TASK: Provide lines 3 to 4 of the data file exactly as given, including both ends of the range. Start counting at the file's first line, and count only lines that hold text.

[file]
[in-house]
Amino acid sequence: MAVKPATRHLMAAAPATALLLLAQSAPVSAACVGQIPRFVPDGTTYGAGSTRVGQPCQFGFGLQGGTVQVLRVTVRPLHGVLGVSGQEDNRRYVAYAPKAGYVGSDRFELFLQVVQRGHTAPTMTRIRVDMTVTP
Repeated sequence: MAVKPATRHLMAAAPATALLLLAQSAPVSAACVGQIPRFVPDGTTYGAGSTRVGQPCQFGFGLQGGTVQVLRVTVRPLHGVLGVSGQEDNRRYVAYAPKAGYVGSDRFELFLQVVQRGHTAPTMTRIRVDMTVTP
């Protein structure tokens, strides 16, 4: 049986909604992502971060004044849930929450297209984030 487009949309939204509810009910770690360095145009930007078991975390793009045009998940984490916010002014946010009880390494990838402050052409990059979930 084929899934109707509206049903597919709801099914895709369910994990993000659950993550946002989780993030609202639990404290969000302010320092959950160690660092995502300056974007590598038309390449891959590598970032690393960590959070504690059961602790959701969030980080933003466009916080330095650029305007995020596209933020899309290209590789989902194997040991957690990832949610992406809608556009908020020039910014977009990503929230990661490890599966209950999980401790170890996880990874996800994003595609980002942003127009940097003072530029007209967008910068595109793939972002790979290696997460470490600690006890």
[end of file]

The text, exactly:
Repeated sequence: MAVKPATRHLMAAAPATALLLLAQSAPVSAACVGQIPRFVPDGTTYGAGSTRVGQPCQFGFGLQGGTVQVLRVTVRPLHGVLGVSGQEDNRRYVAYAPKAGYVGSDRFELFLQVVQRGHTAPTMTRIRVDMTVTP
């Protein structure tokens, strides 16, 4: 049986909604992502971060004044849930929450297209984030 487009949309939204509810009910770690360095145009930007078991975390793009045009998940984490916010002014946010009880390494990838402050052409990059979930 084929899934109707509206049903597919709801099914895709369910994990993000659950993550946002989780993030609202639990404290969000302010320092959950160690660092995502300056974007590598038309390449891959590598970032690393960590959070504690059961602790959701969030980080933003466009916080330095650029305007995020596209933020899309290209590789989902194997040991957690990832949610992406809608556009908020020039910014977009990503929230990661490890599966209950999980401790170890996880990874996800994003595609980002942003127009940097003072530029007209967008910068595109793939972002790979290696997460470490600690006890």